The government of Yukon has budgeted up to $1.9 million for the project, while the Canadian government is contributing a further $1.5 million, to help YuKonstruct  convert a long-vacant building into the Yukon Innovation Hub. It will be located in the former Super Valu grocery store on Second Avenue.

Northern Vision Development, the company that owns the building, is also chipping in $1.3 million over several years. 

Jaret Slipp, executive director of YuKonstruct, says innovation thrives when people can easily collaborate. (Claudiane Samson/Radio-Canada)

"We've outgrown our spaces," said Jaret Slipp, referring to both YuKonstruct and (co)space. Slipp is the executive director of YuKonstruct.

The new 20,000-square foot space will also house the Yukon Development Corporation and Yukon College's Cold Climate Innovation Centre.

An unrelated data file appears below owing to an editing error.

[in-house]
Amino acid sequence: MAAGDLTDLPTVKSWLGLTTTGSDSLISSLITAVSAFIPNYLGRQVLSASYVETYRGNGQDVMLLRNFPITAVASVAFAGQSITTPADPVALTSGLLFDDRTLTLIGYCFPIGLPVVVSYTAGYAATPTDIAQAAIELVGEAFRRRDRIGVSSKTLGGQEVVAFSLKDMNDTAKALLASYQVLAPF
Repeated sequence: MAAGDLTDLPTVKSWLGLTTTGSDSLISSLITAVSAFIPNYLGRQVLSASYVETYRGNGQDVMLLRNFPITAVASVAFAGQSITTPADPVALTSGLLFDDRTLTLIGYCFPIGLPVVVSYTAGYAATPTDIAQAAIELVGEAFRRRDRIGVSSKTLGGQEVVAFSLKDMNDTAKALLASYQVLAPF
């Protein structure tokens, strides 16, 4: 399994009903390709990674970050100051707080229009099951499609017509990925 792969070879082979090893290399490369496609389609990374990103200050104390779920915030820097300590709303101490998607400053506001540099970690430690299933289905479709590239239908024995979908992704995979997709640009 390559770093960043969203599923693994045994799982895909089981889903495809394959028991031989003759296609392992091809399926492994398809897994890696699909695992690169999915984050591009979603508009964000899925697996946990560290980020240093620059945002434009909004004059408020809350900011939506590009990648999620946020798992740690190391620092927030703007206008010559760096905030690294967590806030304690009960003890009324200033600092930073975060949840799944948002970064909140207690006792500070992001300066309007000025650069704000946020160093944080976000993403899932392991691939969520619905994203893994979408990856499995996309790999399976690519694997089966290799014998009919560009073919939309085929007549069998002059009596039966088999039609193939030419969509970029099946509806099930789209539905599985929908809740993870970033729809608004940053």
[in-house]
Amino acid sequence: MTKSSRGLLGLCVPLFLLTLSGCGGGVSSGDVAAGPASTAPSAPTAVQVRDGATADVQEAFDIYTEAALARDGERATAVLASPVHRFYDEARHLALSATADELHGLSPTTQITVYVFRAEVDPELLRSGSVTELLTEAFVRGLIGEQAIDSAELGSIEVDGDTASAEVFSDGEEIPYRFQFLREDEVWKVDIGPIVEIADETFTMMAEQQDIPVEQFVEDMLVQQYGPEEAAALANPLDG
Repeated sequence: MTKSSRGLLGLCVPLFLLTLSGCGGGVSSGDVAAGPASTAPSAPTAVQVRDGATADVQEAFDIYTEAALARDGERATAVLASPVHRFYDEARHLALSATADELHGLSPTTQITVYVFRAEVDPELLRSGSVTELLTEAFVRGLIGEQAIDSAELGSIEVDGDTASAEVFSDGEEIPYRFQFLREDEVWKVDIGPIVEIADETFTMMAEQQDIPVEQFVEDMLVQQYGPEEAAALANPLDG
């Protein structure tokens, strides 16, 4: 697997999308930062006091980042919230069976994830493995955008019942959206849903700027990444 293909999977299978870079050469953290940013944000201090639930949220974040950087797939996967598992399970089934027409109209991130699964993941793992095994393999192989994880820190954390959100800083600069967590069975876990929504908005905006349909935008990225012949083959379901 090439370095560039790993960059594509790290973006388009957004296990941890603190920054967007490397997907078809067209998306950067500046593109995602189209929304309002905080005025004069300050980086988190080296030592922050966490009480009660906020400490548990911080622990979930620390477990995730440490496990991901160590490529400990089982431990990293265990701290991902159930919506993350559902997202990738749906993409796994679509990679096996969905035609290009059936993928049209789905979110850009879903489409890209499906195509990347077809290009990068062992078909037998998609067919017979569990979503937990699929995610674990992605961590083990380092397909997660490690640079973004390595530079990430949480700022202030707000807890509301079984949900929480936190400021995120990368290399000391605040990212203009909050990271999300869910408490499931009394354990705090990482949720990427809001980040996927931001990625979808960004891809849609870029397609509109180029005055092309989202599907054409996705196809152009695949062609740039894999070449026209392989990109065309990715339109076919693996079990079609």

According to Yukon Economic Development Minister Ranj Pillai, it's about a creating a place to foster new ideas and entrepreneurship.

"This is the time to do it," Pillai said. "We have a phenomenal boom right now in the commodities market, and that is the time to continue to focus on how we will diversify."

Pillai said that the new facility will also signal to outside inventors and investors that Yukon supports people with good ideas.

"Time spent by our entrepreneurs searching out support and knocking on doors is time not spent developing their ideas and building their businesses," he said.

Slipp agreed, saying that innovation thrives when people can easily collaborate and support each other.

"Ultimately, this place will bring together the brightest and most creative minds of the Yukon, and show the world that a small remote community can be a global leader," he said.

The new facility is expected to open this summer. 

- CBC News

Live by Mary Ellen Read

Our new website is live! Many thanks to Paige Hopkins, Editor-in-Chief at Shakat Journal for her efforts at making sense of it all.